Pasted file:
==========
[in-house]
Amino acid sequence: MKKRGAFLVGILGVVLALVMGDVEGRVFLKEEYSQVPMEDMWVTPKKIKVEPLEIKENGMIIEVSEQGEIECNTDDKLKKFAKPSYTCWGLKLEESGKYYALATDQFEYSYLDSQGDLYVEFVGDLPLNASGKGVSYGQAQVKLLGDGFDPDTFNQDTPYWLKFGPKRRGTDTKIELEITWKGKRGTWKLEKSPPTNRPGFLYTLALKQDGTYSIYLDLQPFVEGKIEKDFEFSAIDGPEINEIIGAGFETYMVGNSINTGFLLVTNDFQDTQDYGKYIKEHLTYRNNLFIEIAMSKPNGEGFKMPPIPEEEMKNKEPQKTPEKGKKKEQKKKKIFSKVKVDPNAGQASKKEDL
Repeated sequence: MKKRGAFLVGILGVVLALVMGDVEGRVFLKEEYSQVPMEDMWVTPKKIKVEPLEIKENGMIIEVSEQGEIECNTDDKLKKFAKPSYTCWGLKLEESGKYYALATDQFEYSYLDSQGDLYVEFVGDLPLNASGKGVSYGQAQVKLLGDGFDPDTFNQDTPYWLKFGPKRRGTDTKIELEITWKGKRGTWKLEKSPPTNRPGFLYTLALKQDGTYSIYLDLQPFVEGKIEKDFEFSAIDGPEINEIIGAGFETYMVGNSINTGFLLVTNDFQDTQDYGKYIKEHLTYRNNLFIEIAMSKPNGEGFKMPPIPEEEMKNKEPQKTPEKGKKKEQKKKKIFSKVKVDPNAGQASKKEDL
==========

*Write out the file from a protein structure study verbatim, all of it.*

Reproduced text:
[in-house]
Amino acid sequence: MKKRGAFLVGILGVVLALVMGDVEGRVFLKEEYSQVPMEDMWVTPKKIKVEPLEIKENGMIIEVSEQGEIECNTDDKLKKFAKPSYTCWGLKLEESGKYYALATDQFEYSYLDSQGDLYVEFVGDLPLNASGKGVSYGQAQVKLLGDGFDPDTFNQDTPYWLKFGPKRRGTDTKIELEITWKGKRGTWKLEKSPPTNRPGFLYTLALKQDGTYSIYLDLQPFVEGKIEKDFEFSAIDGPEINEIIGAGFETYMVGNSINTGFLLVTNDFQDTQDYGKYIKEHLTYRNNLFIEIAMSKPNGEGFKMPPIPEEEMKNKEPQKTPEKGKKKEQKKKKIFSKVKVDPNAGQASKKEDL
Repeated sequence: MKKRGAFLVGILGVVLALVMGDVEGRVFLKEEYSQVPMEDMWVTPKKIKVEPLEIKENGMIIEVSEQGEIECNTDDKLKKFAKPSYTCWGLKLEESGKYYALATDQFEYSYLDSQGDLYVEFVGDLPLNASGKGVSYGQAQVKLLGDGFDPDTFNQDTPYWLKFGPKRRGTDTKIELEITWKGKRGTWKLEKSPPTNRPGFLYTLALKQDGTYSIYLDLQPFVEGKIEKDFEFSAIDGPEINEIIGAGFETYMVGNSINTGFLLVTNDFQDTQDYGKYIKEHLTYRNNLFIEIAMSKPNGEGFKMPPIPEEEMKNKEPQKTPEKGKKKEQKKKKIFSKVKVDPNAGQASKKEDL